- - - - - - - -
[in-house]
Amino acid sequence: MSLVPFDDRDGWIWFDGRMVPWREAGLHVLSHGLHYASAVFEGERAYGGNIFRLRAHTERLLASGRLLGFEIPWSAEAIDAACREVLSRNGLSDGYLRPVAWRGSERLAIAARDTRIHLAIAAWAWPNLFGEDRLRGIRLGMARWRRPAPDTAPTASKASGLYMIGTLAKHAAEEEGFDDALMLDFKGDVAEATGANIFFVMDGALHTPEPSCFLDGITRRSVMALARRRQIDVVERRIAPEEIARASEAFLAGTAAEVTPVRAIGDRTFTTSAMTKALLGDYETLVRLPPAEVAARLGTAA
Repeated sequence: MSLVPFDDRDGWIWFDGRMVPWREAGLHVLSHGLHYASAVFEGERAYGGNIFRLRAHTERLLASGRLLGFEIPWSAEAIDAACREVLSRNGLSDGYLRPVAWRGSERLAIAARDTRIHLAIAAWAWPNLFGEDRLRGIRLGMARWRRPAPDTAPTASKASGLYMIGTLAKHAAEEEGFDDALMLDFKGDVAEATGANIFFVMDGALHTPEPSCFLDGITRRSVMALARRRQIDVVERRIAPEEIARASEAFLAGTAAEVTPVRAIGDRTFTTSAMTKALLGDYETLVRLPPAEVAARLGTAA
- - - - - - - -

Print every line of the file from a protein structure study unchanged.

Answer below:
[in-house]
Amino acid sequence: MSLVPFDDRDGWIWFDGRMVPWREAGLHVLSHGLHYASAVFEGERAYGGNIFRLRAHTERLLASGRLLGFEIPWSAEAIDAACREVLSRNGLSDGYLRPVAWRGSERLAIAARDTRIHLAIAAWAWPNLFGEDRLRGIRLGMARWRRPAPDTAPTASKASGLYMIGTLAKHAAEEEGFDDALMLDFKGDVAEATGANIFFVMDGALHTPEPSCFLDGITRRSVMALARRRQIDVVERRIAPEEIARASEAFLAGTAAEVTPVRAIGDRTFTTSAMTKALLGDYETLVRLPPAEVAARLGTAA
Repeated sequence: MSLVPFDDRDGWIWFDGRMVPWREAGLHVLSHGLHYASAVFEGERAYGGNIFRLRAHTERLLASGRLLGFEIPWSAEAIDAACREVLSRNGLSDGYLRPVAWRGSERLAIAARDTRIHLAIAAWAWPNLFGEDRLRGIRLGMARWRRPAPDTAPTASKASGLYMIGTLAKHAAEEEGFDDALMLDFKGDVAEATGANIFFVMDGALHTPEPSCFLDGITRRSVMALARRRQIDVVERRIAPEEIARASEAFLAGTAAEVTPVRAIGDRTFTTSAMTKALLGDYETLVRLPPAEVAARLGTAA